Among the ways she meets her social-justice call now is as chair of the diocese’s Task Force Against Human Trafficking. This busy life also includes her husband, Jess, the commissioner of the city’s Administration for Children’s Services, and their 13-year-old daughter, Callaway.

All of this has been grist for the mill of Dannhauser’s book, which she calls “a mishmash of anecdotes, biography, and sermons.”

She offers several definitions of blessing, one of which is God reaching through us to touch another person.

“This is what my ministry is all about,” she writes, “and why I am blessed in it. It always feels like a little trinity when someone stops to speak with me: the person, me, and the Holy Spirit swirling around us.”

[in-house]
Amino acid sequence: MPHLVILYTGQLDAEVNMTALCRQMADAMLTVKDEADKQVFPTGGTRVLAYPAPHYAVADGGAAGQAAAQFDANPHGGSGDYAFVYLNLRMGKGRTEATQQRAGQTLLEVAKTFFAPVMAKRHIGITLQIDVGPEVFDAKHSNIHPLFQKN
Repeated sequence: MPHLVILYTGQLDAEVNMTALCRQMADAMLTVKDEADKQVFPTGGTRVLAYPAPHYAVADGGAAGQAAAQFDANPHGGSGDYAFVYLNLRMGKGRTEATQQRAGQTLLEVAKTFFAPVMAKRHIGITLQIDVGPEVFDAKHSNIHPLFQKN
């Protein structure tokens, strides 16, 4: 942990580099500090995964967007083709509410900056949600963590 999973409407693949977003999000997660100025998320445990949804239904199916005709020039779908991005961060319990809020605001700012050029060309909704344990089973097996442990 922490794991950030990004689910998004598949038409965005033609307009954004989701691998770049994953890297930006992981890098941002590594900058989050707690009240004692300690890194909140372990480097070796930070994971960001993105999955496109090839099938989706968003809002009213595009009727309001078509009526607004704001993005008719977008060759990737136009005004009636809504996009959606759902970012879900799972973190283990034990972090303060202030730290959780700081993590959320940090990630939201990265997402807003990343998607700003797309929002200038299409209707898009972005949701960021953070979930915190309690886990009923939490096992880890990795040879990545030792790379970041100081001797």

She also turns personal stories into theological reflection. An example is the story of an afternoon when she was walking her daughter home from preschool and Callaway said she would carry her backpack if her mother would carry her. “Funny how she thought if she carried her backpack, it would lighten my load.”

Dannhauser relates this to God’s love for us. “God is the one who carries us while we carry our backpacks. God doesn’t wear the backpack for us, removing hardship or erasing workload. But God helps us carry those things because God carries us. Christ’s yoke is easy, and his burden is light, as Matthew 11:30 reminds us, no matter how many children with backpacks are in his arms.”

Watch a WABC report on Dannhauser’s ministry:

Retta Blaney has won nine journalism awards and is the author of Working on the Inside: The Spiritual Life Through the Eyes of Actors, which features interviews with Kristin Chenoweth, Ann Dowd, Edward Herrmann, Liam Neeson, Phylicia Rashad, Vanessa Williams, and many more.